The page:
As I was an eye witness at both of the incidents for which Niall Harnett is in jail, I think that with these incidents the court system has once again held up the idea that it is ok for the Gardaí to use disproportionate force against ordinary citizens and yet these citizens are not allowed to do anything to either defend themselves or others.
The “assault” on Garda Hugh Egan:
This occurred on the 13th September 2008, a time when Maura Harrington was still on hunger strike and the Solitaire was sitting dormant in Killybegs with its machinery damaged, making it impossible for the ship to lay any pipeline. There was a protest held to “Reclaim Glengad beach”, which for 3 months Shell had been blocking access to, contrary to their consents. Permission was asked and denied by IRMS to be allowed to the other side of the beach. Then a few people crossed in through gaps in the fences, while others cut chains on one of the fences and attempted to take down one section of the fencing. I was one of the people that crossed in through the gap, where I was initially met by IRMS personnel and then by 2 or 3 Gardaí. These Gardaí were reasonable with me and it was only when Garda Hugh Egan arrived on the scene that things escalated. In his direct evidence, Niall Harnett stated that Garda Egan arrived like “a bull in a china shop” and I think that this is an accurate description. Even though I hadn’t be arrested or even cautioned, straight away Garda Egan started dragging and pulling out of me. At this stage, I had my arm around the struts of the fence and my leg was between the fences. This pulling and dragging continued for around 5 minutes and it was during this time that Niall Harnett took hold of Garda Egan’s hand in an attempt to prevent him from causing further harm to myself. Niall Harnett pleaded with Garda Egan to stop pulling at me, but he continued. At this stage I was in considerable pain. I was eventually pulled away from the fence after Niall Harnett removed my shoe and eased my leg back through the fence.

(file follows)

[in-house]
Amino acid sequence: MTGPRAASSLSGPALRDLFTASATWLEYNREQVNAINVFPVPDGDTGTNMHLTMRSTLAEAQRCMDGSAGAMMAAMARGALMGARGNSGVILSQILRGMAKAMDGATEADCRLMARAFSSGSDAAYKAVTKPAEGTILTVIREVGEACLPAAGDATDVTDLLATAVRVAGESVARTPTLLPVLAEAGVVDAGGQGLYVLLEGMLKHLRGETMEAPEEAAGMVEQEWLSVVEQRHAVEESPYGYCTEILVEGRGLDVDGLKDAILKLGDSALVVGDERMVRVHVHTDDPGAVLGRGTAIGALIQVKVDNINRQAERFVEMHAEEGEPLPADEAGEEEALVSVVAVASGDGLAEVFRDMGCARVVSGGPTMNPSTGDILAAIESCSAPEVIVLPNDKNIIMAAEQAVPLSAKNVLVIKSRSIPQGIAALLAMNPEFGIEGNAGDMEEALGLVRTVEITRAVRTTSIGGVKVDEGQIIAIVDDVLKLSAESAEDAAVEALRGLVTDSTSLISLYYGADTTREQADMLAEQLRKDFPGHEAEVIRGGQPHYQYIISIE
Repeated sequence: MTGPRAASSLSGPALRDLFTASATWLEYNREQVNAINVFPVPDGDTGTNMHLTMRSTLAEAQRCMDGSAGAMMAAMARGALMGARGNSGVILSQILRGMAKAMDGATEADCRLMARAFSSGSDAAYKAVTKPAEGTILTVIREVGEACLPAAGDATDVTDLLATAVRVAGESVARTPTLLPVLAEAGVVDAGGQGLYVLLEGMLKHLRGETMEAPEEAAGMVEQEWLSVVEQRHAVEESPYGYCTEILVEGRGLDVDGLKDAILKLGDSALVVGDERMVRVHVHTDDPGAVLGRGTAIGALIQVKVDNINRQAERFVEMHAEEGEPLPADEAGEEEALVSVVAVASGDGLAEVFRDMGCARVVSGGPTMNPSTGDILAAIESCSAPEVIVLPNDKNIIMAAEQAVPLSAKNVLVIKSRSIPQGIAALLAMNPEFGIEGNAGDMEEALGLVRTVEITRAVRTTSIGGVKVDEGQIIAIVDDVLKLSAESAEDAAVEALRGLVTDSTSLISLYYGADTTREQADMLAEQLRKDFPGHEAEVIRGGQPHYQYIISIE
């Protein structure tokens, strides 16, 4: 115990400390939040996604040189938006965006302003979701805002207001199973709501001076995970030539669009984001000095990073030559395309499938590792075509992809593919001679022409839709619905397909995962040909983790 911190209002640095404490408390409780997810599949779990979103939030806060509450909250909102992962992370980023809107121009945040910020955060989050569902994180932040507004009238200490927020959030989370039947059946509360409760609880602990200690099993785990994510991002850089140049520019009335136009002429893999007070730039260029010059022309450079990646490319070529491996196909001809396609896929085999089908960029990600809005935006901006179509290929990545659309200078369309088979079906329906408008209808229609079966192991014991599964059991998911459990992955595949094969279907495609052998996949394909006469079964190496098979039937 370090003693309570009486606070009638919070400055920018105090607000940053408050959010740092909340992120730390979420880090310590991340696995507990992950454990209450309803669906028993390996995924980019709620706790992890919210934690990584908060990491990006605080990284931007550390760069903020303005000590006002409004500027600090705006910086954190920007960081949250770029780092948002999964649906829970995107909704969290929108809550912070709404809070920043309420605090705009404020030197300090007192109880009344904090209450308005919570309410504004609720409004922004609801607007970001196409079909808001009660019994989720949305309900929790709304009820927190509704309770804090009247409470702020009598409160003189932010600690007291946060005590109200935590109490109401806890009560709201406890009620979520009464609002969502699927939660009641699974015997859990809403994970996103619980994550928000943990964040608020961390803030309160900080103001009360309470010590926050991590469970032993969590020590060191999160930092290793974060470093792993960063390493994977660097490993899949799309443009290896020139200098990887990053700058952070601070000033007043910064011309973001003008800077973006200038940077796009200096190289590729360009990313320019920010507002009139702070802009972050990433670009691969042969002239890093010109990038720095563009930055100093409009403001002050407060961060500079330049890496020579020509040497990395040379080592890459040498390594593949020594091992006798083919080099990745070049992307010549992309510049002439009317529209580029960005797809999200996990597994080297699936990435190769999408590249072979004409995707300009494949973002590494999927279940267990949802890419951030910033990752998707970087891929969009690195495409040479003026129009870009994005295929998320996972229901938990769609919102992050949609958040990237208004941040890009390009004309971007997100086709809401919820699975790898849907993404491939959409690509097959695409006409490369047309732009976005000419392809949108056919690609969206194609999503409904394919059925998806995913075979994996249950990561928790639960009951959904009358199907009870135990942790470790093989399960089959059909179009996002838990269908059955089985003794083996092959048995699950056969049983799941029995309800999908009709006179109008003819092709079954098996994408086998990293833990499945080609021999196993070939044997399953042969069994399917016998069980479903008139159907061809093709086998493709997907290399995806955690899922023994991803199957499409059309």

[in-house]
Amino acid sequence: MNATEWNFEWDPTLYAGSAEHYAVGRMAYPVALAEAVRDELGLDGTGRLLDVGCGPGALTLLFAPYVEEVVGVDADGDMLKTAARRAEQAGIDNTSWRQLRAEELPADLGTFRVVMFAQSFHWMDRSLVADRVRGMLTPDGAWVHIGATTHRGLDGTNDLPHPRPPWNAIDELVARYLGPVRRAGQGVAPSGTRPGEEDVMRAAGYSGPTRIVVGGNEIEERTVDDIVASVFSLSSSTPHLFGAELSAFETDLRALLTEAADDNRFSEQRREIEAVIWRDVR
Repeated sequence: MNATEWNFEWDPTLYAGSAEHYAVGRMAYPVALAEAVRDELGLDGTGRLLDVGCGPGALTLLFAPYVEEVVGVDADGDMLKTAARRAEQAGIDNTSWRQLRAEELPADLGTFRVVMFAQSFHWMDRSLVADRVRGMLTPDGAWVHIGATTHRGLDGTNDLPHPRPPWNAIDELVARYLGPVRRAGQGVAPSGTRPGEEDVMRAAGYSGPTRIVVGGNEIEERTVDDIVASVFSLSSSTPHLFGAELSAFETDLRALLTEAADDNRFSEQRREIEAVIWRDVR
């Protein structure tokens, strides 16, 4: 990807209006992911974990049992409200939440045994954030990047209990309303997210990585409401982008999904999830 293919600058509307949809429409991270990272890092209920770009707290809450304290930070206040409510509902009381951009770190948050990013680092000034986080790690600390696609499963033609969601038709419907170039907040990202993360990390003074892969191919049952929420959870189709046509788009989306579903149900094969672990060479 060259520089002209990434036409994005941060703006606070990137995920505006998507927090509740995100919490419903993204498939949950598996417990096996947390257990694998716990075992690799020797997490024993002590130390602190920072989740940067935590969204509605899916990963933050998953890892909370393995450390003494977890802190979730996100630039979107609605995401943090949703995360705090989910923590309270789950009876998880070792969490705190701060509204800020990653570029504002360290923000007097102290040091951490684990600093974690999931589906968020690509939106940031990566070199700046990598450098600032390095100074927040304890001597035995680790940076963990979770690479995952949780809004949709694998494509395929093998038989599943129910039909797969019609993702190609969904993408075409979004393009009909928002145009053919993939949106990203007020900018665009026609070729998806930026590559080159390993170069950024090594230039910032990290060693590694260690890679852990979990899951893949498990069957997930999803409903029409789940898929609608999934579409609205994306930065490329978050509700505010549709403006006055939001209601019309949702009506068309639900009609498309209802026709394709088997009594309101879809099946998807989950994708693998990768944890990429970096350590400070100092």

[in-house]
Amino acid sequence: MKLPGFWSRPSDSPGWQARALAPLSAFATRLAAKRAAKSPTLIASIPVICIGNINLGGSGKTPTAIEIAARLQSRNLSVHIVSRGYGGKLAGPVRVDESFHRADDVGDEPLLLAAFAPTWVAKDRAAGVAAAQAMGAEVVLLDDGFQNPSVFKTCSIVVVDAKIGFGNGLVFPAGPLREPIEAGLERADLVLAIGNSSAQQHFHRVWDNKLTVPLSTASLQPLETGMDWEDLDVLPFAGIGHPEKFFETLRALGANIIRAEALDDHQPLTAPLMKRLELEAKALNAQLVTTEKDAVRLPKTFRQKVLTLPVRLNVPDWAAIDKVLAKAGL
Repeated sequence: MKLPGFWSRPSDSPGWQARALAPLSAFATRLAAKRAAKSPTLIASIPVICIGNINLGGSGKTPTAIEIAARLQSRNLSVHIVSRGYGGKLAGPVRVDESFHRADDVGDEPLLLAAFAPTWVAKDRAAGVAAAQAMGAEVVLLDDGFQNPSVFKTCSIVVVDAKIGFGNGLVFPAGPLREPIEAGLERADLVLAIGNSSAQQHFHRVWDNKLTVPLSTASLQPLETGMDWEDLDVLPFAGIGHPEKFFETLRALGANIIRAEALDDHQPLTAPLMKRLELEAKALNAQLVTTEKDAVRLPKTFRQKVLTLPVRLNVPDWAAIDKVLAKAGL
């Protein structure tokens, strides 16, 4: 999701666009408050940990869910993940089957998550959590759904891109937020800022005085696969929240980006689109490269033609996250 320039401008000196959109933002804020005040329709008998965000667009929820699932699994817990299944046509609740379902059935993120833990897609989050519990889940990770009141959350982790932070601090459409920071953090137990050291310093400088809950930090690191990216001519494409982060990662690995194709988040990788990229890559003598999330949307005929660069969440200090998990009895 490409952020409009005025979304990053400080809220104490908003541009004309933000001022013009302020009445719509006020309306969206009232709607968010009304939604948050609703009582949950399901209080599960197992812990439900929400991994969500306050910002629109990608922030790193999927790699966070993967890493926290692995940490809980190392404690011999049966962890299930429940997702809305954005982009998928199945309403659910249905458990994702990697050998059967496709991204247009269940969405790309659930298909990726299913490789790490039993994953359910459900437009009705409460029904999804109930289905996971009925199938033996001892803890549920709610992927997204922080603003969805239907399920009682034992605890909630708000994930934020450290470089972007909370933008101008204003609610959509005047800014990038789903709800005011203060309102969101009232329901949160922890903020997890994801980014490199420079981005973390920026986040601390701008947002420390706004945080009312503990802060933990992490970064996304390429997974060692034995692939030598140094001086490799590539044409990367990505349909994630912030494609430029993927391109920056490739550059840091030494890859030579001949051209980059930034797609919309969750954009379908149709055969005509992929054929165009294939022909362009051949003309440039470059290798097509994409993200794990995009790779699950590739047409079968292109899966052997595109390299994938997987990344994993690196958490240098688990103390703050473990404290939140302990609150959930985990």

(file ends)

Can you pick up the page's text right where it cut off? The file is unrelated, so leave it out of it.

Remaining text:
While Niall Harnett did touch Garda Egan’s hand during the incident, that was all it was, a touch on the hand. It is worth noting that no direction was ever given to me to leave the area or I was never cautioned or arrested. Therefore, I view that the Gardaí had no right to use any force on me, on what was supposed to be a public beach. I received extensive bruising and had strained neck muscles for about 2 weeks after the incident, yet Judge Groarke in his judgement said that during my evidence in the trial I never said that I was in pain at any time.